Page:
Edward J. Gunther, M.D.
Penn State Hershey Cancer Institute
500 University Drive
Hershey, PA 17033
Tel: 800-243-1455 / 717-531-6585 Fax: 717-531-0429
Patient Services Provided
Clinical Research - Breast Cancer
Fellowship, Hematology/Oncology, Hospital of the University of Pennsylvania (1999) Residency, Internal Medicine, Hospital of the University of Pennsylvania (1995) M.D., Yale - New Haven Hospital (1993)
My colleagues and I employ genetically modified mice to uncover molecular and cell biological mechanisms underlying tumor escape. Toward this end, we use novel mouse models that permit reversible activation of oncogenic signaling pathways within mammary epithelium, the tissue compartment in which breast cancers arise. The resulting mice are programmed to develop mammary tumors that faithfully recapitulate key features of human breast cancer, including local invasion at the primary tumor site and metastatic spread to distant organs. Importantly, these mouse models permit oncogenic signaling to be shut off in established tumors, thereby simulating the action of an idealized targeted therapeutic.
We find that, although established mammary cancers regress following abrogation of oncogenic signaling, they invariably leave behind subclinical disease with latent malignant potential. By developing methods for propagating latent malignancy in vivo, we have begun to define biological properties of dormant mammary cancer, an essential and largely unexplored link to breast cancer relapse. Ultimately, by mapping routes to tumor escape and uncovering mechanisms that enable tumor dormancy, we hope to design improved treatment strategies that prevent breast cancer relapse in patients.
Debies MT, Gestl SA, Mathers JL, Mikse OR, Leonard TL, Moody SE, Chodosh LA, Cardiff RD, Gunther EJ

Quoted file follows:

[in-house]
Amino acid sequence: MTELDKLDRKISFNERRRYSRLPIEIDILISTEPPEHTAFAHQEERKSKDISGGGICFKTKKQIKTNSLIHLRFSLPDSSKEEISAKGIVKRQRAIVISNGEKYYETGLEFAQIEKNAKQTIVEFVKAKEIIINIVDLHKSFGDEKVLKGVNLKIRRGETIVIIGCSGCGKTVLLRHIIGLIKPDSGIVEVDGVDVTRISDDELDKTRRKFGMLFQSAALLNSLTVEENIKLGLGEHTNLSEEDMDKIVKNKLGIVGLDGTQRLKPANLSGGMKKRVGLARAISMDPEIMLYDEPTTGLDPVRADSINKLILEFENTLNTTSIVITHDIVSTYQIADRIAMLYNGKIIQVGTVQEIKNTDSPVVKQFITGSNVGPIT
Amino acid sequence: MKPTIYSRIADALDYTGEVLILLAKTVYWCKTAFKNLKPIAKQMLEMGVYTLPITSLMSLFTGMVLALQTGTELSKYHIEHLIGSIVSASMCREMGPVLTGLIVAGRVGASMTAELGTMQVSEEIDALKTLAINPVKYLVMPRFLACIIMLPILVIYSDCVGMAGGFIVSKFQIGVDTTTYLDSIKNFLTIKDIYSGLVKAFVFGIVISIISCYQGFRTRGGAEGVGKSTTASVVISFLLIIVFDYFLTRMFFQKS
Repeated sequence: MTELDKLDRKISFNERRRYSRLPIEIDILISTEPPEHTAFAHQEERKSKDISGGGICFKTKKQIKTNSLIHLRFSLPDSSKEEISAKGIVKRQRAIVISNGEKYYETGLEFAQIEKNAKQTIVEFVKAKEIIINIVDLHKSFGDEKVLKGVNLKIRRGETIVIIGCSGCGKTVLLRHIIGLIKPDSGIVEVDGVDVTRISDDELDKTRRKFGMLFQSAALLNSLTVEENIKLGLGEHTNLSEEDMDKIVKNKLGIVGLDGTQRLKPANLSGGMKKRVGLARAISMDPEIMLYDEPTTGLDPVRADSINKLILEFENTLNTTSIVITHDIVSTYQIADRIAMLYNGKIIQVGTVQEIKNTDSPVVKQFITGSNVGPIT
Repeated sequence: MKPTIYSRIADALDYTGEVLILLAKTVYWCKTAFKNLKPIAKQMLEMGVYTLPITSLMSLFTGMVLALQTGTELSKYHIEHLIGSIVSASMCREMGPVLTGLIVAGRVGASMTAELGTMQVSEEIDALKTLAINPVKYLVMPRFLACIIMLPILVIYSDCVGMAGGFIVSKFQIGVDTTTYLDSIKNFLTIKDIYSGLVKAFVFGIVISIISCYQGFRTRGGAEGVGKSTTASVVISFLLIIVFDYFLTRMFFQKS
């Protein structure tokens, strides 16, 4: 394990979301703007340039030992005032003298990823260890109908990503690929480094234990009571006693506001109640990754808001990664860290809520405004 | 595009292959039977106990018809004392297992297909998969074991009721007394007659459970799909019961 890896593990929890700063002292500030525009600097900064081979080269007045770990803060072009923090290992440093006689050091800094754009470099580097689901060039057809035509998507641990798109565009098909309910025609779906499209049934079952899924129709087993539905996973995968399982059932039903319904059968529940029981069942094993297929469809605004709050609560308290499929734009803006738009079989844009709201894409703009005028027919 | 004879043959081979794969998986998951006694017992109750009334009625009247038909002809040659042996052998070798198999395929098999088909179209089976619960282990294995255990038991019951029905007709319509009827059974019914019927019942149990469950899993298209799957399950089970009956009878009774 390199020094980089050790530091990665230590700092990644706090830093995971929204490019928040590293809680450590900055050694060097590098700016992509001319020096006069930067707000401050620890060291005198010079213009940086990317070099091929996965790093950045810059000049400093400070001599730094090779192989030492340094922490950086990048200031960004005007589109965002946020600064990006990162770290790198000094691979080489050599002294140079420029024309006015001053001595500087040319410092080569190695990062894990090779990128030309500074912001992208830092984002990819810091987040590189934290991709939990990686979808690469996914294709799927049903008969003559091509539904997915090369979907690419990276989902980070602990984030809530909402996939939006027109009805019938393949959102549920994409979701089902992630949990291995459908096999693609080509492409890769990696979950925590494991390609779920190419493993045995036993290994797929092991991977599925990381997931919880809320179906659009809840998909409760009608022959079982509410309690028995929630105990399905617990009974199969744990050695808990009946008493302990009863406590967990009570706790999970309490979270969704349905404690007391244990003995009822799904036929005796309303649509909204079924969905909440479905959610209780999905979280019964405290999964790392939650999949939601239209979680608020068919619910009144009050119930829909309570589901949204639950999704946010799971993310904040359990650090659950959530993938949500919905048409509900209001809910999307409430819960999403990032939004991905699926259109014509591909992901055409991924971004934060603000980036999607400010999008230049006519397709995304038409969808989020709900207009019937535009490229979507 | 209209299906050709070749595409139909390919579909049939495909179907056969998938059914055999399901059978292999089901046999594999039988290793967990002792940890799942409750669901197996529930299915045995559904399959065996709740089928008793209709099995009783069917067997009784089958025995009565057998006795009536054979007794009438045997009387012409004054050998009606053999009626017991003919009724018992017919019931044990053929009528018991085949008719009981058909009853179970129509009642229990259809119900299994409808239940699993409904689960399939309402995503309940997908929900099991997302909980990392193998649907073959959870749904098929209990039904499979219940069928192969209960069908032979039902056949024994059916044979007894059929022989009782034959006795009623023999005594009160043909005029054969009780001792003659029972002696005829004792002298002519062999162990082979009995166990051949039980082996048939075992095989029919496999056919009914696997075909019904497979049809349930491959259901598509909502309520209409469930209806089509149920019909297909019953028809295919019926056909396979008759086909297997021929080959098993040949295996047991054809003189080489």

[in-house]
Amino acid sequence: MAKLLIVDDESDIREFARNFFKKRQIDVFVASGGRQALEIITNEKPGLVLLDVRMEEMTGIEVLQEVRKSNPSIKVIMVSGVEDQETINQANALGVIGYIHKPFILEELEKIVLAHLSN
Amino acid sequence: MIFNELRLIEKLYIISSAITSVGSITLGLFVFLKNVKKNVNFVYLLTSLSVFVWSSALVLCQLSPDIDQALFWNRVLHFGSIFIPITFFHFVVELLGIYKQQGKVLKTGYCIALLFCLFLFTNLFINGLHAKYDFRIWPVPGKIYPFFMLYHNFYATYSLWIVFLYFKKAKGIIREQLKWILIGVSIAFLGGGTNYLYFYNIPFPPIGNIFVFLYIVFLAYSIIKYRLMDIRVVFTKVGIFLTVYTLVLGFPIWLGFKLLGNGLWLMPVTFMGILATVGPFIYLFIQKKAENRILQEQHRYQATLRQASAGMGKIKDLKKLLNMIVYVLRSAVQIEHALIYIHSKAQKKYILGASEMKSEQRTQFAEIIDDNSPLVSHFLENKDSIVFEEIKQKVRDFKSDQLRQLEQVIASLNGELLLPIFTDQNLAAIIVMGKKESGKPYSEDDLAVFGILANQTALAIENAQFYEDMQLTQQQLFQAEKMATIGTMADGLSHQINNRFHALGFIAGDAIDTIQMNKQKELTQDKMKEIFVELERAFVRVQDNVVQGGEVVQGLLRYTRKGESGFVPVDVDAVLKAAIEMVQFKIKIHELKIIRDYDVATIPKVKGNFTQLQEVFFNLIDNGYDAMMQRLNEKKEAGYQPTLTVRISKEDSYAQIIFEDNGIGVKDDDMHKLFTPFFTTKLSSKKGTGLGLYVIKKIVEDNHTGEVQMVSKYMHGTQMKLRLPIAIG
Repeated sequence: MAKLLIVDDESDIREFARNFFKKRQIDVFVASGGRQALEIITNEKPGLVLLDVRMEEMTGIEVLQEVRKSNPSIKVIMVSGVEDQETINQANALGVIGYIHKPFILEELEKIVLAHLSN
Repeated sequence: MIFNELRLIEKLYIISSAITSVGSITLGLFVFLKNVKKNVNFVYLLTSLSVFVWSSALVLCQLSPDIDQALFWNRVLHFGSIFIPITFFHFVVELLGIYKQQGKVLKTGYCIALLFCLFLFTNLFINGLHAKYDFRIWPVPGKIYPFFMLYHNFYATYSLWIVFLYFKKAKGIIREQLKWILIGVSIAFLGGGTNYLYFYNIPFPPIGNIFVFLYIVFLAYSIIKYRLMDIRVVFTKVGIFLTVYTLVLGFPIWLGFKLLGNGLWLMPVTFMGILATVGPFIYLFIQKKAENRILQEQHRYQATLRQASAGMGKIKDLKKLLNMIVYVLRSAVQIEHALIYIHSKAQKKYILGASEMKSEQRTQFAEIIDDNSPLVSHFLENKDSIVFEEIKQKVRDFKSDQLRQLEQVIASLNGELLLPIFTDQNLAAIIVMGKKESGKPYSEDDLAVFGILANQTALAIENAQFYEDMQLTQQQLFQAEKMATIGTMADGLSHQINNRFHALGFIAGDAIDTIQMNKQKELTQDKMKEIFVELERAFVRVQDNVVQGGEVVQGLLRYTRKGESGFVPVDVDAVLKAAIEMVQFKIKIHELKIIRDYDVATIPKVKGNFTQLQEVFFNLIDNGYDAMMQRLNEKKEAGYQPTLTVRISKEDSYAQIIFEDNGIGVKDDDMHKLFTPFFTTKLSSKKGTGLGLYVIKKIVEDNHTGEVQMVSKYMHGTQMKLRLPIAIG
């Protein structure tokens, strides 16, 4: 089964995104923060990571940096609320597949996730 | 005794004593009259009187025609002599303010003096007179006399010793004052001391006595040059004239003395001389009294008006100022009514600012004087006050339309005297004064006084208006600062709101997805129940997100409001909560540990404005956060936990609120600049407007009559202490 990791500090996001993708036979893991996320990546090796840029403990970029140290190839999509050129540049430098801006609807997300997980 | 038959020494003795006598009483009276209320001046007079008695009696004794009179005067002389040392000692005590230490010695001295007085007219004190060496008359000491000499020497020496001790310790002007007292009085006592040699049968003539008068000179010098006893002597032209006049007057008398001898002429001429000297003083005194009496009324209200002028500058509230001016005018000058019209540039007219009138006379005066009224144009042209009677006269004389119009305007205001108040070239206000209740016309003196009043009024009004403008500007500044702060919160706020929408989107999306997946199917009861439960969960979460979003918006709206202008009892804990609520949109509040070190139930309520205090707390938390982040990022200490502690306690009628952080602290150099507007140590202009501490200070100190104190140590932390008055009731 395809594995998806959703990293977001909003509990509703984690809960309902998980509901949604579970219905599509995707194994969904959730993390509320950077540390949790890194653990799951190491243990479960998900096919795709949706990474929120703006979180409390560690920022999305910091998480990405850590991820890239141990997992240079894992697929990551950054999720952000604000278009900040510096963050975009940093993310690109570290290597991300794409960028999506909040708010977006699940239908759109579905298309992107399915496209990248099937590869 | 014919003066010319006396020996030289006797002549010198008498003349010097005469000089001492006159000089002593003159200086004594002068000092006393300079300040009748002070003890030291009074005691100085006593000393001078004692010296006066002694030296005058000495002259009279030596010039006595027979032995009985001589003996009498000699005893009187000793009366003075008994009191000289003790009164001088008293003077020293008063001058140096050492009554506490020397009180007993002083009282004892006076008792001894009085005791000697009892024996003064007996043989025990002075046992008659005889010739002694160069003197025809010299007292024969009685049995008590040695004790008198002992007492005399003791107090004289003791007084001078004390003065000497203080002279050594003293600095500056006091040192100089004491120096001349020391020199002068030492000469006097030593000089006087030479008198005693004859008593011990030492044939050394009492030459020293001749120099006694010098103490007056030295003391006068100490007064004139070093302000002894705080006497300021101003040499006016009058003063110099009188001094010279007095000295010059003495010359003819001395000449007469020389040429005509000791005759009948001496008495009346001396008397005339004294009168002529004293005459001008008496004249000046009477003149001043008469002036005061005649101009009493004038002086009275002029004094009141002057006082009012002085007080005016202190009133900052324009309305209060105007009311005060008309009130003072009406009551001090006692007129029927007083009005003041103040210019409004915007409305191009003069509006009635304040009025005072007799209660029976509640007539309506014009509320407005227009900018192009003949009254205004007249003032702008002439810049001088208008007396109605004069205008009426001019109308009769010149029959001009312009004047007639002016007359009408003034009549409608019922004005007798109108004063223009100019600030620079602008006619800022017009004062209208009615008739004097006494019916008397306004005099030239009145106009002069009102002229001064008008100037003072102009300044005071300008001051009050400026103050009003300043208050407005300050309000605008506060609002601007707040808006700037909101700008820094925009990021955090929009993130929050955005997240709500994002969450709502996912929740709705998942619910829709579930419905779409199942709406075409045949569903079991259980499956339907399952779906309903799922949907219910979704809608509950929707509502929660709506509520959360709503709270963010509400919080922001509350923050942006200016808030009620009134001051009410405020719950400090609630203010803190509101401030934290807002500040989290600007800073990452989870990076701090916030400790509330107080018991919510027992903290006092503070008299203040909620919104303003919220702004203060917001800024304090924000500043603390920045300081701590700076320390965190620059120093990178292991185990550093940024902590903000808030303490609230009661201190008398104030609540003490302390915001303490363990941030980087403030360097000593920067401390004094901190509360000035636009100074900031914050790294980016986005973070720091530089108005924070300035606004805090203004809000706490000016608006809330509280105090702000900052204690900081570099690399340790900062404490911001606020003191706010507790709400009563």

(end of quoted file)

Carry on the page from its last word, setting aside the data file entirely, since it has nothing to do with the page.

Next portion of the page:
Tumor escape in a Wnt1-dependent mouse breast cancer model is enabled by p19/p53 pathway lesions but not p16 loss.
Journal of Clinical Investigation, 118 (1):51-63. 2008. Gestl SA, Leonard TL, Biddle JL, Debies MT, Gunther EJ
Dormant Wnt-initiated mammary cancer can participate in reconstituting functional mammary glands.
Journal of Molecular Cell Biology, 27:195-207, 2007. Gunther EJ, Moody SE, Belka GK, Hahn KT, Innocent N, Dugan KD, Cardiff RD, Chodosh LA
Impact of p53 loss on reversal and recurrence of conditional Wnt-induced tumorigenesis.
Genes and Development, 17:488-501, 2003 Gunther EJ, Belka GK, Wertheim GB, Wang J, Hartman JL, Boxer RB, Chodosh LA
A novel doxycycline-inducible system for the transgenic analysis of mammary gland biology.
The FASEB Journal (Federation of American Societies for Experimental Biology), 16:283-292, 2002 D'Cruz CM, Gunther EJ, Boxer RB, Hartman JL, Sintasath L, Moody SE, Cox JD, Ha SI, Belka GK, Golant A, et al.
c-MYC induces mammary tumorigenesis by means of a preferred pathway involving spontaneous Kras2 mutations.
Nature Medicine, 7:235-239, 2001